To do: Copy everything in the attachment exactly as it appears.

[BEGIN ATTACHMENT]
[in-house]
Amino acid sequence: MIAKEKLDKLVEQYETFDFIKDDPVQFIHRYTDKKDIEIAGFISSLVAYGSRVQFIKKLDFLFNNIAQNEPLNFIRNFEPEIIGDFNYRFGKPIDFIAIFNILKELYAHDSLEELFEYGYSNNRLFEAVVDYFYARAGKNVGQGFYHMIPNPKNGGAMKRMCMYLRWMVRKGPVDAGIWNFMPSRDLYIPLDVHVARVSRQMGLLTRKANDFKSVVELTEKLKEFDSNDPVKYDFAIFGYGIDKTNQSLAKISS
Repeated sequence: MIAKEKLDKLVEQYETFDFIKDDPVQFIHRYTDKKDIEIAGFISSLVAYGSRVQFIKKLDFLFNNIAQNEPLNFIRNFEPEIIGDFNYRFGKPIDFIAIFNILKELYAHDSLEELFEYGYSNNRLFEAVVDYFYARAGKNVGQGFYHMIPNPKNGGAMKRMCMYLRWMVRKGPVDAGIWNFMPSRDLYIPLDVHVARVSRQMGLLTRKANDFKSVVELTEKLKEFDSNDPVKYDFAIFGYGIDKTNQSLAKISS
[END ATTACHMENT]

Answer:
[in-house]
Amino acid sequence: MIAKEKLDKLVEQYETFDFIKDDPVQFIHRYTDKKDIEIAGFISSLVAYGSRVQFIKKLDFLFNNIAQNEPLNFIRNFEPEIIGDFNYRFGKPIDFIAIFNILKELYAHDSLEELFEYGYSNNRLFEAVVDYFYARAGKNVGQGFYHMIPNPKNGGAMKRMCMYLRWMVRKGPVDAGIWNFMPSRDLYIPLDVHVARVSRQMGLLTRKANDFKSVVELTEKLKEFDSNDPVKYDFAIFGYGIDKTNQSLAKISS
Repeated sequence: MIAKEKLDKLVEQYETFDFIKDDPVQFIHRYTDKKDIEIAGFISSLVAYGSRVQFIKKLDFLFNNIAQNEPLNFIRNFEPEIIGDFNYRFGKPIDFIAIFNILKELYAHDSLEELFEYGYSNNRLFEAVVDYFYARAGKNVGQGFYHMIPNPKNGGAMKRMCMYLRWMVRKGPVDAGIWNFMPSRDLYIPLDVHVARVSRQMGLLTRKANDFKSVVELTEKLKEFDSNDPVKYDFAIFGYGIDKTNQSLAKISS